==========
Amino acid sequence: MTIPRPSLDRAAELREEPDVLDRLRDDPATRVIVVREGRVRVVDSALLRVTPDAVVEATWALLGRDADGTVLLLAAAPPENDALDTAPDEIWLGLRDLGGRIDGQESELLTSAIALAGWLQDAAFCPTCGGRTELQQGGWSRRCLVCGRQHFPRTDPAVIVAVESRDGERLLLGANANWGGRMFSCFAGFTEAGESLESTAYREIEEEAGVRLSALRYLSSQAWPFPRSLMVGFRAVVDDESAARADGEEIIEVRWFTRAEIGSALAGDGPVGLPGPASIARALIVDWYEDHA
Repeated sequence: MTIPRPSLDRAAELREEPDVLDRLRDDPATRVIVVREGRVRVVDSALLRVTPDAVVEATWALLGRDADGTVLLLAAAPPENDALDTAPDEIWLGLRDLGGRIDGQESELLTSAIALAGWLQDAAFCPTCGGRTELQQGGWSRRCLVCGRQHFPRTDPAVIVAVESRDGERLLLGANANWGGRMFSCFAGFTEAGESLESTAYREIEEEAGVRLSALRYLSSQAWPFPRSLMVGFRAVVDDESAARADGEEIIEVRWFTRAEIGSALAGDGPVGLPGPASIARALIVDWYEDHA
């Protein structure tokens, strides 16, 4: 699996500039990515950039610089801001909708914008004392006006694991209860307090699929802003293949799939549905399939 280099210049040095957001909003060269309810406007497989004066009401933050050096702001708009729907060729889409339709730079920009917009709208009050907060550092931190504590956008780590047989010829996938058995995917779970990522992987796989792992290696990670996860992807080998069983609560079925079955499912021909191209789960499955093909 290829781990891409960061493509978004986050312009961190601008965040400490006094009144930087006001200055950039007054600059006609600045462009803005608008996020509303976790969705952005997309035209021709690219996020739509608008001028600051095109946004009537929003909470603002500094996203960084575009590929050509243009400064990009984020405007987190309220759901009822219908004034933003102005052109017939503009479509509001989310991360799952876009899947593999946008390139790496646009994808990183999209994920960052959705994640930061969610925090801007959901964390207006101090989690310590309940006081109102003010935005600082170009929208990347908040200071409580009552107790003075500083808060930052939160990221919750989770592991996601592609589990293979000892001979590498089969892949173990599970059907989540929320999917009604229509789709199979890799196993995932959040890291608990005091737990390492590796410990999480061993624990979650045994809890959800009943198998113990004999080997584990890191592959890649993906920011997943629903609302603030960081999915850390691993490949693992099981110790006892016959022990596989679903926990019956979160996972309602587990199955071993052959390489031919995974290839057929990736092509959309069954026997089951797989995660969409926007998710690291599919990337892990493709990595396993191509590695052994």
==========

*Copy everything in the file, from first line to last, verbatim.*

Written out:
Amino acid sequence: MTIPRPSLDRAAELREEPDVLDRLRDDPATRVIVVREGRVRVVDSALLRVTPDAVVEATWALLGRDADGTVLLLAAAPPENDALDTAPDEIWLGLRDLGGRIDGQESELLTSAIALAGWLQDAAFCPTCGGRTELQQGGWSRRCLVCGRQHFPRTDPAVIVAVESRDGERLLLGANANWGGRMFSCFAGFTEAGESLESTAYREIEEEAGVRLSALRYLSSQAWPFPRSLMVGFRAVVDDESAARADGEEIIEVRWFTRAEIGSALAGDGPVGLPGPASIARALIVDWYEDHA
Repeated sequence: MTIPRPSLDRAAELREEPDVLDRLRDDPATRVIVVREGRVRVVDSALLRVTPDAVVEATWALLGRDADGTVLLLAAAPPENDALDTAPDEIWLGLRDLGGRIDGQESELLTSAIALAGWLQDAAFCPTCGGRTELQQGGWSRRCLVCGRQHFPRTDPAVIVAVESRDGERLLLGANANWGGRMFSCFAGFTEAGESLESTAYREIEEEAGVRLSALRYLSSQAWPFPRSLMVGFRAVVDDESAARADGEEIIEVRWFTRAEIGSALAGDGPVGLPGPASIARALIVDWYEDHA
């Protein structure tokens, strides 16, 4: 699996500039990515950039610089801001909708914008004392006006694991209860307090699929802003293949799939549905399939 280099210049040095957001909003060269309810406007497989004066009401933050050096702001708009729907060729889409339709730079920009917009709208009050907060550092931190504590956008780590047989010829996938058995995917779970990522992987796989792992290696990670996860992807080998069983609560079925079955499912021909191209789960499955093909 290829781990891409960061493509978004986050312009961190601008965040400490006094009144930087006001200055950039007054600059006609600045462009803005608008996020509303976790969705952005997309035209021709690219996020739509608008001028600051095109946004009537929003909470603002500094996203960084575009590929050509243009400064990009984020405007987190309220759901009822219908004034933003102005052109017939503009479509509001989310991360799952876009899947593999946008390139790496646009994808990183999209994920960052959705994640930061969610925090801007959901964390207006101090989690310590309940006081109102003010935005600082170009929208990347908040200071409580009552107790003075500083808060930052939160990221919750989770592991996601592609589990293979000892001979590498089969892949173990599970059907989540929320999917009604229509789709199979890799196993995932959040890291608990005091737990390492590796410990999480061993624990979650045994809890959800009943198998113990004999080997584990890191592959890649993906920011997943629903609302603030960081999915850390691993490949693992099981110790006892016959022990596989679903926990019956979160996972309602587990199955071993052959390489031919995974290839057929990736092509959309069954026997089951797989995660969409926007998710690291599919990337892990493709990595396993191509590695052994």